the agreements between the
Government, Hutchison
Whampoa and Isle of Capri
could be concluded “over the
next 24 to 48 hours”, thus ensur-
ing the casino would continue to
operate between now and the
time a new operator took over.

“We want to allow ourselves
the maximum amount of time
to attract interest and have
those choices laid out before
us,” Mr Vanderpool-Wallace
explained.

“One of the things most
important to us is finding an
operator that augments what
we believe is going to happen in
Grand Bahama.” For example,
Mr Vanderpool-Wallace said
the choices lay between just
finding a pure operator/manag-
er for the casino, or a brand that
brought entertainment elements
and international recognition in
the world gaming market with
it.

“Without question, one is
adding value,” Mr Vanderpool-
Wallace said of the selection
criteria, “having a reputation in
the marketplace that will be
attractive to people in gaming.

“That is most important.
When talking about brand
building, it’s important to deliv-
er someone who has a high
quality reputation for gaming,
so adding to the reputation of
Grand Bahama.”

Mr Vanderpool-Wallace said
Grand Bahama was already
perceived as a casino destina-
tion, making it vital to keep the
Our Lucaya casino - as the only
one still open on the island - in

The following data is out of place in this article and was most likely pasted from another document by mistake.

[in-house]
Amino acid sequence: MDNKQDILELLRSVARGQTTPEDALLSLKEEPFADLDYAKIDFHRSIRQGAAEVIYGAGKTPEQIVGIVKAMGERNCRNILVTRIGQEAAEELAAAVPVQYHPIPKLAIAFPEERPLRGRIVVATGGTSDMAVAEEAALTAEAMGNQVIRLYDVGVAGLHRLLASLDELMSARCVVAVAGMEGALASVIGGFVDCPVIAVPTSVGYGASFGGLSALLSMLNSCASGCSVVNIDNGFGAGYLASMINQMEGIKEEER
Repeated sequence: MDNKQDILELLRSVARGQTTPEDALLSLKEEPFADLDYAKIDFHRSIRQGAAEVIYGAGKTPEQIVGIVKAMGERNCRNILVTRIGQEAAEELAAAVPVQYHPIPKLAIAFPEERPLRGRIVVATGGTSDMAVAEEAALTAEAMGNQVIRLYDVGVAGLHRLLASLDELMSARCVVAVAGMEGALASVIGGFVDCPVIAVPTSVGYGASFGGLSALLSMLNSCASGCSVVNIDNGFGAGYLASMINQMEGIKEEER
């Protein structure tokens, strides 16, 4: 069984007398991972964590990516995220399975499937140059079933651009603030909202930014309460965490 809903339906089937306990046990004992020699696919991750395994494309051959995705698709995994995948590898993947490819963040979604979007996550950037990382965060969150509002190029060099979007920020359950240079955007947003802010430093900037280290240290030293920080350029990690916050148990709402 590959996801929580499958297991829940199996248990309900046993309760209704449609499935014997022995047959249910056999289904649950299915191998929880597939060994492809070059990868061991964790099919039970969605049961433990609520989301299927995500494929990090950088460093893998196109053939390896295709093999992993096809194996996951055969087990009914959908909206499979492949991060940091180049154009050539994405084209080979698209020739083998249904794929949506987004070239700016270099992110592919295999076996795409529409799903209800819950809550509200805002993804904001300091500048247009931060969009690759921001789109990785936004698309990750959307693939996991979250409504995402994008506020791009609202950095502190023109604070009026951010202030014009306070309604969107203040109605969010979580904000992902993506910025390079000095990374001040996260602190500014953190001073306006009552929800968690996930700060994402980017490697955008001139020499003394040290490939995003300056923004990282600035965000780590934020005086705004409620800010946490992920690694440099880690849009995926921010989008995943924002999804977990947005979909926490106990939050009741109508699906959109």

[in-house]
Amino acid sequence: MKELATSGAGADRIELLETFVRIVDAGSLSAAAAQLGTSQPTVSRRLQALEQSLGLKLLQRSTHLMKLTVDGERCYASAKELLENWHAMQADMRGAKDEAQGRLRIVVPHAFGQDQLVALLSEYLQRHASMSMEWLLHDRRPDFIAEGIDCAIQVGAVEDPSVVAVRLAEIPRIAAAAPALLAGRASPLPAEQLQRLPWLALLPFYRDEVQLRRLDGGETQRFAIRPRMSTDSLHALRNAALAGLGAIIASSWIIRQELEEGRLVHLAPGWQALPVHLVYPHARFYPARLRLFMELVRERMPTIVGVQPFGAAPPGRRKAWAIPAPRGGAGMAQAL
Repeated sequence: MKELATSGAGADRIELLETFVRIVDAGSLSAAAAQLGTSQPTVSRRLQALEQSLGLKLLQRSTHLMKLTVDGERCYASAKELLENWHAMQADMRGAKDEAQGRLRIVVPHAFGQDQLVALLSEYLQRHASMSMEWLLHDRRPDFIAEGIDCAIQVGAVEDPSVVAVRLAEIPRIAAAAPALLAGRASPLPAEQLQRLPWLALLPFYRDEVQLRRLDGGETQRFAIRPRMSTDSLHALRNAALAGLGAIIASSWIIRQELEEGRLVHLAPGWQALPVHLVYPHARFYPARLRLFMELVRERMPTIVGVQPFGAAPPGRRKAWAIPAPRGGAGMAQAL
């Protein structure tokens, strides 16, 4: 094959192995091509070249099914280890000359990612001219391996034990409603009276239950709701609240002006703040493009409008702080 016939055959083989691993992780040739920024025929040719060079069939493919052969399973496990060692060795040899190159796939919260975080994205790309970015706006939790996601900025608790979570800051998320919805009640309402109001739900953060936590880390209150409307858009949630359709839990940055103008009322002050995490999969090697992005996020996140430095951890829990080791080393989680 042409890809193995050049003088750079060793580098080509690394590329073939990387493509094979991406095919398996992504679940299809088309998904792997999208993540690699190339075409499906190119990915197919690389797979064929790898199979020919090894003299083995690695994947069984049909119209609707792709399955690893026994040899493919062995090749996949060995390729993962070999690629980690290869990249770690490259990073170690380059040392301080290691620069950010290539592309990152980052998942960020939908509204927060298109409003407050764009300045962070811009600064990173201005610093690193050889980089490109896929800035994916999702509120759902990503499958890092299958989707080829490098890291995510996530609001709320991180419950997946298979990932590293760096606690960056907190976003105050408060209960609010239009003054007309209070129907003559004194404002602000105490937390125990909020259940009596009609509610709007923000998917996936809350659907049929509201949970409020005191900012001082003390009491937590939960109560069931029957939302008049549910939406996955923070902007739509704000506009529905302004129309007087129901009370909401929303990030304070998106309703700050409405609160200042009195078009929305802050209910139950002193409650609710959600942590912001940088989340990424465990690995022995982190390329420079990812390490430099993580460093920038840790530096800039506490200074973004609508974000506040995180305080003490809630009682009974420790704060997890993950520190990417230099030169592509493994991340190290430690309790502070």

operation.

It not only served as an

Notice

Notice is hereby given of loss of Bahamas Government Registered
Stock Certificate as follows:

Interest
Stock Rate No.
1998 9.12500% APR 24-001

Certificate

Maturity
Date
10/05/1998

Amount
$400.00

I intend to request The Registrar to issue a replacement certificate. If
this certificate is found, please write to PO. Box SP-63854, Nassau

Bahamas.



Bid Request for Qualified Subcontractors & Suppliers for:

THE LYNDEN PINDLING INTERNATIONAL AIRPORT EXPANSION PROJECT — 0-230 GENERAL
CONTRACT STAGE 1, MASSAU, BAHAMAS

Owner: Nassau Ainport Development (MAD) Company
Requested Date for Receipt of Bids: Tuesday, May 5, 2009 / 32:00PM EDT

Ledeor Consteusion Bahamas Lindied Is curenty solictiog Bids from qualified subcosirecdioes | wardors tor the Lynden
Finding iniamational Aiport Expansion peojesct — 0-20 General Contract Etage 1, Nassau, Bahamas.

Senge of Work:

CT» Selecties Demolition
Ste6 - Eeceetian

a108123
912218 ~ Dewatering

Sos for Eerthevork

attraction for Our Lucaya